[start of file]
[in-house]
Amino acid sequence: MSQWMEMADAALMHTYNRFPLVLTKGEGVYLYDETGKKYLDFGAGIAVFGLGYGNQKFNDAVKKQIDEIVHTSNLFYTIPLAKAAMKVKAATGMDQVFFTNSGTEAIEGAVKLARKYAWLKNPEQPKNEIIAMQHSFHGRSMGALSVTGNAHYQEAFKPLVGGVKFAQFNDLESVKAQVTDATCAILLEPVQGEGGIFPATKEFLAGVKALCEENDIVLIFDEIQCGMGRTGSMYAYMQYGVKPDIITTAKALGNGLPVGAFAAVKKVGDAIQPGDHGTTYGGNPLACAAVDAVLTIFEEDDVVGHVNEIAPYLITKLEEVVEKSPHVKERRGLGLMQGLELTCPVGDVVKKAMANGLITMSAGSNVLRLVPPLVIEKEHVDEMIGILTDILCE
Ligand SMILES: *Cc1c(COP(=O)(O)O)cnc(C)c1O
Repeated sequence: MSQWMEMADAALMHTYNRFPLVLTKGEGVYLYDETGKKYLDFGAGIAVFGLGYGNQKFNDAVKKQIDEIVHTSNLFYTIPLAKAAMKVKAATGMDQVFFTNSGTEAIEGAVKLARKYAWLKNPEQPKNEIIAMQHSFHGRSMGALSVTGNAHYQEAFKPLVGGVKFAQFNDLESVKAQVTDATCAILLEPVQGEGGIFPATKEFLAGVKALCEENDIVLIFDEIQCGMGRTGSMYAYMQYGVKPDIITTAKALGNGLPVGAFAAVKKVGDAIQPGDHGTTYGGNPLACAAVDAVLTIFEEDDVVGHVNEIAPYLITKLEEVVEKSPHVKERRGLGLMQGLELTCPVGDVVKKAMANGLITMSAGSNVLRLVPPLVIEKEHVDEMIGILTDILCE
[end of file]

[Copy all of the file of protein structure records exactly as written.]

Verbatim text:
[in-house]
Amino acid sequence: MSQWMEMADAALMHTYNRFPLVLTKGEGVYLYDETGKKYLDFGAGIAVFGLGYGNQKFNDAVKKQIDEIVHTSNLFYTIPLAKAAMKVKAATGMDQVFFTNSGTEAIEGAVKLARKYAWLKNPEQPKNEIIAMQHSFHGRSMGALSVTGNAHYQEAFKPLVGGVKFAQFNDLESVKAQVTDATCAILLEPVQGEGGIFPATKEFLAGVKALCEENDIVLIFDEIQCGMGRTGSMYAYMQYGVKPDIITTAKALGNGLPVGAFAAVKKVGDAIQPGDHGTTYGGNPLACAAVDAVLTIFEEDDVVGHVNEIAPYLITKLEEVVEKSPHVKERRGLGLMQGLELTCPVGDVVKKAMANGLITMSAGSNVLRLVPPLVIEKEHVDEMIGILTDILCE
Ligand SMILES: *Cc1c(COP(=O)(O)O)cnc(C)c1O
Repeated sequence: MSQWMEMADAALMHTYNRFPLVLTKGEGVYLYDETGKKYLDFGAGIAVFGLGYGNQKFNDAVKKQIDEIVHTSNLFYTIPLAKAAMKVKAATGMDQVFFTNSGTEAIEGAVKLARKYAWLKNPEQPKNEIIAMQHSFHGRSMGALSVTGNAHYQEAFKPLVGGVKFAQFNDLESVKAQVTDATCAILLEPVQGEGGIFPATKEFLAGVKALCEENDIVLIFDEIQCGMGRTGSMYAYMQYGVKPDIITTAKALGNGLPVGAFAAVKKVGDAIQPGDHGTTYGGNPLACAAVDAVLTIFEEDDVVGHVNEIAPYLITKLEEVVEKSPHVKERRGLGLMQGLELTCPVGDVVKKAMANGLITMSAGSNVLRLVPPLVIEKEHVDEMIGILTDILCE